March 6, 2007 9:00 PM PST

Microsoft Office finds its voice

After months of anticipation, corporate customers will soon get their hands on a beta version of Microsoft's voice over IP software, an event that marks an important step in the evolution of corporate communications.

Microsoft is staging the long-awaited coming-out party for its IP telephony software with an announcement that the public beta release of Office Communications Server 2007, Microsoft's voice over IP and unified communications server, and Office Communicator 2007, Microsoft's unified communications client, will be available to testers later this month.

The announcement will be made by Jeff Raikes, president of Microsoft's Business Division, during a keynote address Wednesday morning at the VoiceCon trade show in Orlando, Fla.

The launch of the new software puts Microsoft head to head with other companies selling IP telephony and unified communications software to large companies. As the No. 1 supplier of desktop software to most businesses around the world, Microsoft will likely be a formidable competitor not only to the traditional telephony players, such as Avaya, but also to its longtime partner and more recent rival Cisco Systems.

"Microsoft, because it is Microsoft, will have a big impact on the market," said Zeus Kerravala, an analyst with the Yankee Group. "They will be able to use their influence with customers on the applications and desktop front as another way into the customer account."

But more than adding a new competitor to the mix, Microsoft's entry into the corporate telephony market also marks the next evolution in communications. Tying voice services into Microsoft Office applications turns telephony into another software feature rather than making it a separate and standalone product that requires its own hardware and team of technicians to purchase, install and manage it.

Kerravala said he sees communications being embedded in a slew of other applications from wikis to blogs to podcasts, not to mention the vast array of business applications.

Turning to telephony
The president of Microsoft's Business Division, Jeff Raikes, talks about the company's strategy for delivering its new communications system to businesses.

"Once telephony stops being a separate product, there is a lot of room to integrate it with some Web 2.0 technologies," he said. "Microsoft hasn't addressed this just yet, but they seem to be headed there. You shouldn't have to switch applications to make a phone call or send a message."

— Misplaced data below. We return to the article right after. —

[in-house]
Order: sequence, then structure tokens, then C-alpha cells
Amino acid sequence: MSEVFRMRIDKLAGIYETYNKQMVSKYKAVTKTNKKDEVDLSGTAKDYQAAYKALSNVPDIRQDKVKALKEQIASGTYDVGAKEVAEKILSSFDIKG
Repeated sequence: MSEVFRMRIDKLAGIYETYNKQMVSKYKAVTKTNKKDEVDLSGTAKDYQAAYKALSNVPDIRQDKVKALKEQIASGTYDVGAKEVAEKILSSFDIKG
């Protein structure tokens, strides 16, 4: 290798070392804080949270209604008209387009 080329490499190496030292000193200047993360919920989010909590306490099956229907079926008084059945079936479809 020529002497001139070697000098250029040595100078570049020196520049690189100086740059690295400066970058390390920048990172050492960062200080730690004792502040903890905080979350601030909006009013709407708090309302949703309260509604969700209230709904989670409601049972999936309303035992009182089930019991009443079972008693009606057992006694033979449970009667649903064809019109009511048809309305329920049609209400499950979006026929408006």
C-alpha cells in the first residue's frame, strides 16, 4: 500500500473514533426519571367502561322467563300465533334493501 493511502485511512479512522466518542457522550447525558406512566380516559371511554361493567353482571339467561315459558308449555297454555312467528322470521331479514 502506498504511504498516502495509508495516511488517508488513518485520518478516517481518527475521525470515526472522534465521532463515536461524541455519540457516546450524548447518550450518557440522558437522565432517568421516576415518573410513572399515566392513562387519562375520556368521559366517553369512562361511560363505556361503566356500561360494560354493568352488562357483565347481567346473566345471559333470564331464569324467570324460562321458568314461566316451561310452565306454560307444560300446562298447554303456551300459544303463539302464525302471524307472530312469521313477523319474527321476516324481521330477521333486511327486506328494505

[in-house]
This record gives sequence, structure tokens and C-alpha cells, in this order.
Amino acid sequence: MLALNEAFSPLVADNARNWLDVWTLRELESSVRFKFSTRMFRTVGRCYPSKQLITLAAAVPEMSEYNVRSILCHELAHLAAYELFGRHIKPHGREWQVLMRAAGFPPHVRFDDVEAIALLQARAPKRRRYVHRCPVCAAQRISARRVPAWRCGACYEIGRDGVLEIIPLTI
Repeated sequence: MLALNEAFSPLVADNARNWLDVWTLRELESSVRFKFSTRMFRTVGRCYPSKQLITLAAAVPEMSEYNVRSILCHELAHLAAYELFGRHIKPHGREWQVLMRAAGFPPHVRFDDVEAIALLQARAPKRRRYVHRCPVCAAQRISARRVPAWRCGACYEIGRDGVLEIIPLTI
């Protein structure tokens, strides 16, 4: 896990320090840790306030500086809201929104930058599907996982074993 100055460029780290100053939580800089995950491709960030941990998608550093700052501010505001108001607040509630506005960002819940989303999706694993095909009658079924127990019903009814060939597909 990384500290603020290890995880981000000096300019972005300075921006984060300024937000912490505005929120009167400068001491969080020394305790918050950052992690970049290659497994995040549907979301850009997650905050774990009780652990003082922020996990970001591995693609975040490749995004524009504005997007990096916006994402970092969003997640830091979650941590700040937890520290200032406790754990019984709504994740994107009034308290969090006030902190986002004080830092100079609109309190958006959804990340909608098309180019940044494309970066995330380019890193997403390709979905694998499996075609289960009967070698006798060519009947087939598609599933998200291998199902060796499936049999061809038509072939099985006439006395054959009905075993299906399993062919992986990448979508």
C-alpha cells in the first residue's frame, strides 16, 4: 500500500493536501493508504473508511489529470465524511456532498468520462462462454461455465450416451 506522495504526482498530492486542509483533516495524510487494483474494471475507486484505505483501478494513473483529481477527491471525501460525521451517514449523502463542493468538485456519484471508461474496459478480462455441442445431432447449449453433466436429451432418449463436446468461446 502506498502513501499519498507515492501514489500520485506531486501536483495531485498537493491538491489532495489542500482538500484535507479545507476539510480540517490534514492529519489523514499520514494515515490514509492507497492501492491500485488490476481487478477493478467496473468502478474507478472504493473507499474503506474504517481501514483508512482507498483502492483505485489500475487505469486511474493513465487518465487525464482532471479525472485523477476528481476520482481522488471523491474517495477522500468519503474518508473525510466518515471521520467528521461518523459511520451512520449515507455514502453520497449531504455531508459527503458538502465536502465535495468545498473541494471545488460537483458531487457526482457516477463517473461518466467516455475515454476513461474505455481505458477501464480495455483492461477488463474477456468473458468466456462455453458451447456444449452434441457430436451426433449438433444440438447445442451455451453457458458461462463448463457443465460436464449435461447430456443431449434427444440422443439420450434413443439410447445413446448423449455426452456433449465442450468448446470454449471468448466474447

Raikes said during a recent interview that he believes a software-based approach to IP telephony could revolutionize corporate communications by reducing costs and improving the efficiency of interactions.

"When you get voice and unified communications integrated into the productivity and line of business application infrastructure," he said, "you suddenly open up all kinds of great new value that users really haven't been able to take advantage of."

Microsoft first announced that it was integrating telephony with its Live Communications Server last summer. Soon after that, it announced that it was working with veteran telecommunications equipment maker Nortel Networks to help provide corporate customers with a complete solution that included infrastructure equipment and call-signaling software, as well as desktop software to integrate communications into business applications used on a daily basis.

Click on a name, make a call
Until now, Live Communications Server has been more about corporate messaging and presence than about voice services. Now, with the release of Office Communications Server 2007 and Office Communicator 2007, Microsoft offers support for voice in just about every Microsoft application. This means that users working in an Excel spreadsheet or a Word document can click on a name and instantly make a voice call. Calls can be launched from Outlook and Sharepoint, as well as from Microsoft's instant-messaging client.